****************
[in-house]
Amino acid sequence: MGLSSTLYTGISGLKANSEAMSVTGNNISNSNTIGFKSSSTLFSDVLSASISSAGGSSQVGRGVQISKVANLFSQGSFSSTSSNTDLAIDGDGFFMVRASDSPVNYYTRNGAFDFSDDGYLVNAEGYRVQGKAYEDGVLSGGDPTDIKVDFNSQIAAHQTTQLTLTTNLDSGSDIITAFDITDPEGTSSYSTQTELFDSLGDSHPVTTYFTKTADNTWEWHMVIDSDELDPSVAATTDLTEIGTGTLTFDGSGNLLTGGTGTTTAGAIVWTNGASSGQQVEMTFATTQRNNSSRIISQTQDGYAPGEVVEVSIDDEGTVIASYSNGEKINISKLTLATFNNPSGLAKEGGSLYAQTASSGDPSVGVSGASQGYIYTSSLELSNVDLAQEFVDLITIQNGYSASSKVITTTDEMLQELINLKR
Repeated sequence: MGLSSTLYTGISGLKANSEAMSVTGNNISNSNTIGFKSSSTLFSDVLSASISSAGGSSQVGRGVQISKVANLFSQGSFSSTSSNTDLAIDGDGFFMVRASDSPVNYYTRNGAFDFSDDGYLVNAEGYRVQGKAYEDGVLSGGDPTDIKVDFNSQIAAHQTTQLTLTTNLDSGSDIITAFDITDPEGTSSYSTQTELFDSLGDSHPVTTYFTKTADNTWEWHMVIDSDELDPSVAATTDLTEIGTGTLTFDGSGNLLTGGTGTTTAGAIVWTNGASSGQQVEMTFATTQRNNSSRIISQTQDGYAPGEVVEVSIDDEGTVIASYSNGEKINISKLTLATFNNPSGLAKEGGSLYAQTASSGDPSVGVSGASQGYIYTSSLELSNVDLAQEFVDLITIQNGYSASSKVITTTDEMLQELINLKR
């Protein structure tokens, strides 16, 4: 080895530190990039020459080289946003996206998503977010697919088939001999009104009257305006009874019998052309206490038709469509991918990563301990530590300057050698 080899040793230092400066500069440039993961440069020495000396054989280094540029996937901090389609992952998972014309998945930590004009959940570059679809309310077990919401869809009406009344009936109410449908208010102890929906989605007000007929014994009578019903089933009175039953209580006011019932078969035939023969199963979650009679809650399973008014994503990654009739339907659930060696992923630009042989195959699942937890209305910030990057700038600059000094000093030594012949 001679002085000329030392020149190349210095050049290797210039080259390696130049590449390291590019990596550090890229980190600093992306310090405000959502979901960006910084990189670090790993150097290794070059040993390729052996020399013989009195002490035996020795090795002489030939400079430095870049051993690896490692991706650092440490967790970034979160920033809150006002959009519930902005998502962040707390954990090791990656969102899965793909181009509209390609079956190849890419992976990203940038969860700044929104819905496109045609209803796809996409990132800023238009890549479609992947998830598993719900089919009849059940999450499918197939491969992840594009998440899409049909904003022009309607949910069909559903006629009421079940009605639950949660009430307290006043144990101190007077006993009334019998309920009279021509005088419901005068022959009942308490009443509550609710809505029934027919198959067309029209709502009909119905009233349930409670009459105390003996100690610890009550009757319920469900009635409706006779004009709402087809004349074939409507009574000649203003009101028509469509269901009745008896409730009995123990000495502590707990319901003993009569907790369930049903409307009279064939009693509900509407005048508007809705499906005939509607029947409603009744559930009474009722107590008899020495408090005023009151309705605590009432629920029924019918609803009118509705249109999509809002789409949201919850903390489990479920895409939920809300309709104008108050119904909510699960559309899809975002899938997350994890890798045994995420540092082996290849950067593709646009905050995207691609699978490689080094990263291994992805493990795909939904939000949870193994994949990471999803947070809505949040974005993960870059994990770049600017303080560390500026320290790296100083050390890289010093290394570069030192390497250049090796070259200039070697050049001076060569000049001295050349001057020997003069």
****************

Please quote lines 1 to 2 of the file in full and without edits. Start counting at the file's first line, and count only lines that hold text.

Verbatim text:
[in-house]
Amino acid sequence: MGLSSTLYTGISGLKANSEAMSVTGNNISNSNTIGFKSSSTLFSDVLSASISSAGGSSQVGRGVQISKVANLFSQGSFSSTSSNTDLAIDGDGFFMVRASDSPVNYYTRNGAFDFSDDGYLVNAEGYRVQGKAYEDGVLSGGDPTDIKVDFNSQIAAHQTTQLTLTTNLDSGSDIITAFDITDPEGTSSYSTQTELFDSLGDSHPVTTYFTKTADNTWEWHMVIDSDELDPSVAATTDLTEIGTGTLTFDGSGNLLTGGTGTTTAGAIVWTNGASSGQQVEMTFATTQRNNSSRIISQTQDGYAPGEVVEVSIDDEGTVIASYSNGEKINISKLTLATFNNPSGLAKEGGSLYAQTASSGDPSVGVSGASQGYIYTSSLELSNVDLAQEFVDLITIQNGYSASSKVITTTDEMLQELINLKR